Secondary Education Gone Wrong

Essay by whoisit299A+, March 2004

download word file, 4 pages 3.0

In "Who's Ready for College?" John Cloud presents his opinions on remedial classes in post-secondary education. He states that out of the 600,000 students that enrolled in college last year, twenty-nine percent needed at least one remedial class in reading, writing, or arithmetic. Taxpayers feel that these skills should have been mastered by the twelfth grade, seeing as how they pay over one billion dollars for the classes each year. The writer points out that at least eight states legislators have pushed the remedial classes out of four-year state universities and into two-year community colleges. The columnist points out that only twenty-five percent of students graduate from two-year colleges, whereas forty-two percent graduated from Middle Tennessee State University last year. The author suggests that students should not pay for remedial classes, and he relates it to being punished for being poorly educated. Another side to the argument is that a high percentage of the remedial students are black or Hispanic, and the required levels of minority enrollment are not met when these classes are cut out.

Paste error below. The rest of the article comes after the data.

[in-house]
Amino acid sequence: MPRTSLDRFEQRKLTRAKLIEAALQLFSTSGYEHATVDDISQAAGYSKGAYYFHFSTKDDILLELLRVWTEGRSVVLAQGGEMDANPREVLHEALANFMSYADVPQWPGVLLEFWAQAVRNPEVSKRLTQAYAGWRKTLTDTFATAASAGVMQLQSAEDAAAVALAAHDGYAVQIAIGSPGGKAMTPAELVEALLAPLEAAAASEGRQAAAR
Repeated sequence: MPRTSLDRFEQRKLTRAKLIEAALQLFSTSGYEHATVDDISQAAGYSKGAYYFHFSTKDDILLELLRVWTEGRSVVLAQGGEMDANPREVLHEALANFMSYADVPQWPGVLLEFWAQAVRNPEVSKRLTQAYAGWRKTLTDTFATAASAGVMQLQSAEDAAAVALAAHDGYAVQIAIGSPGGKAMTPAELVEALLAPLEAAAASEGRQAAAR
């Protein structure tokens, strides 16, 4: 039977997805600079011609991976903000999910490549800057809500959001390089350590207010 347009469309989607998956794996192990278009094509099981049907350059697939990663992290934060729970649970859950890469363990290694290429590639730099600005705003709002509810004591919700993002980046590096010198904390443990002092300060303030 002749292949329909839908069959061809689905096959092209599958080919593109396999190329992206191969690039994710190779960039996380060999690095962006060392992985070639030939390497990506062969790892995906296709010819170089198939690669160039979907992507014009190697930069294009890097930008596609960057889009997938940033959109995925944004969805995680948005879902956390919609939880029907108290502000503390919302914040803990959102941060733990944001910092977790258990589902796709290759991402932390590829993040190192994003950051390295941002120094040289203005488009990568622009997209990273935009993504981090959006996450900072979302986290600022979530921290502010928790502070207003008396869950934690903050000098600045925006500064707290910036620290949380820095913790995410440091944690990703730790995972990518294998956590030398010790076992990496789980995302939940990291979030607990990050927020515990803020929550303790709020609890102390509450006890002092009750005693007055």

The journalist illustrates that some remedial students are not trying hard enough and/or lack the intelligence to handle college level courses. He states that the idea of remedial courses sends the students a message that getting into college is not a big deal. The writer suggests that ejecting post-secondary students from remedial courses, and thus negating their existence in colleges could end the fight for post-secondary education started in the 1960's with the introduction of the G.I. Bill. The author summarizes by recommending that Tennessee spend some of the money they are planning to save, by cutting out state funding for remedial courses, on reaching out to high schools to show and explain what is needed for college (60,63). Most people would agree...